Exploring Harold Lloyd And ‘Speedy’

Speedy-Criterion-350         Harold Lloyd’s
great silent comedies aren’t new to home video—I introduced them on DVD a
decade ago—but now they’re getting deluxe treatment from the Criterion
on Blu-ray and DVD. That’s great news for devotees and newcomers
alike. The latest release, Speedy (1928),
has a generous array of bonus features that make it well worth acquiring even
if you already have a copy.

         Film expert
Bruce Goldstein produced and hosts a half-hour documentary on Harold’s use of
New York City locations, packed with eye-opening information that I, a native
New Yorker, never knew. He also points out where Los Angeles occasionally
doubles for the Big Apple. (Incidentally, I urge you to watch the movie before you take in this documentary, so
you can enjoy Speedy without being
distracted by details of its production.) Bruce also contributes a commentary
track, joined by TCM programmer Scott McGee, and narrates a selection of stills
from deleted scenes.

granddaughter Suzanne Lloyd, who was raised by Harold and his wife Mildred,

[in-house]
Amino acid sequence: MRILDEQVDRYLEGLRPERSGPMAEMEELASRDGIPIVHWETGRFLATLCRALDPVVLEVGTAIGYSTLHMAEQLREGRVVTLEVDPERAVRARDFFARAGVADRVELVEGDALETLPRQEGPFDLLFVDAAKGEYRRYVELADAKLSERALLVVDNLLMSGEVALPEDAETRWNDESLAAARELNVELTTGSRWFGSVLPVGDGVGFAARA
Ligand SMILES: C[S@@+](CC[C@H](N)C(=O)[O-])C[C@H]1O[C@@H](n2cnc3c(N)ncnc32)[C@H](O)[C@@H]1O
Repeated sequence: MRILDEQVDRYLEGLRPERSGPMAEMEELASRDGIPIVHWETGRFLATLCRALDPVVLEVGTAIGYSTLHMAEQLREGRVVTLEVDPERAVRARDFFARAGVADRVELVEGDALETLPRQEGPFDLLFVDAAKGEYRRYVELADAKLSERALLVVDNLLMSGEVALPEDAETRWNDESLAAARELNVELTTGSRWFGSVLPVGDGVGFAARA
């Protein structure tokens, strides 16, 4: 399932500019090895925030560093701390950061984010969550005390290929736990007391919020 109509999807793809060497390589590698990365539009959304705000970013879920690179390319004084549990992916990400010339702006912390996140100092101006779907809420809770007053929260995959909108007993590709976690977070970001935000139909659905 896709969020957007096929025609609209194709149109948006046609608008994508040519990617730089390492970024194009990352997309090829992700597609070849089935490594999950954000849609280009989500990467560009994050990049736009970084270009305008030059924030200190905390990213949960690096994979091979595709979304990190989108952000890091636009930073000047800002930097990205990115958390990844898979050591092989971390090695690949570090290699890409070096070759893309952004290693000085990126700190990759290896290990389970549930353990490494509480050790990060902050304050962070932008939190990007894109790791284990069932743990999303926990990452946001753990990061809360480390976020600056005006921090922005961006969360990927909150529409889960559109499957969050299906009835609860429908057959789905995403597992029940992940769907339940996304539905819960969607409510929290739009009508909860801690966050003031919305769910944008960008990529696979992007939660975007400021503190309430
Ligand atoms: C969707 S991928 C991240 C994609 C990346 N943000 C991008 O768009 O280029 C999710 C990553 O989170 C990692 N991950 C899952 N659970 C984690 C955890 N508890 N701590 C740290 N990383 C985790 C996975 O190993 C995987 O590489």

narrates a captivating selection of home movies which were professionally shot
by Harold’s production team. It’s fascinating to see how Suzanne and other
privileged Hollywood tots were treated way back when. (This footage also
enables us to get a glimpse of Harold’s right hand without the prosthetic glove
he wore when he was in character.)

         Because Babe
Ruth makes a famous appearance in Speedy,
we also get a plentiful selection of newsreel clips featuring the Bambino,
annotated by baseball expert David Filipi, director of film and video at the
Wexner Center for the Arts in Columbus, Ohio.

         The package
also includes one of Lloyd’s lively two-reel shorts, Bumping into Broadway (1919), featuring Snub Pollard and my
favorite of Harold’s leading ladies, Bebe Daniels. It marks the first
appearance of the “glasses character” in a two-reeler, and is the only one of
his films aside from Speedy that’s
set in New York City. Robert Israel provides first-class musical accompaniment.

         The feature
itself has always looked good, but as usual Criterion has gone the extra mile,
creating a new 4K digital master from the fine-grain restored by UCLA Film & Television Archive and married it to Carl Davis’ 1992 orchestra score.

         Last but not
least, the Criterion booklet offers a new essay about Lloyd and his comedy by
the erudite critic Philip Lopate.

         I enjoyed all
of this material almost as much as I did the feature-film. Bravo to everyone at
Criterion for another job well done.

         Now, a
confession: I am far behind in my coverage of DVDs and hope to catch up early
in the new year. Among those I want to see: Flicker Alley’s Chaplin’s Essanay Comedies and William
Gillette as Sherlock Holmes, as well
as Undercrank Productions’ release of the Baby Peggy feature The Family Secret. Stay tuned…

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May 2024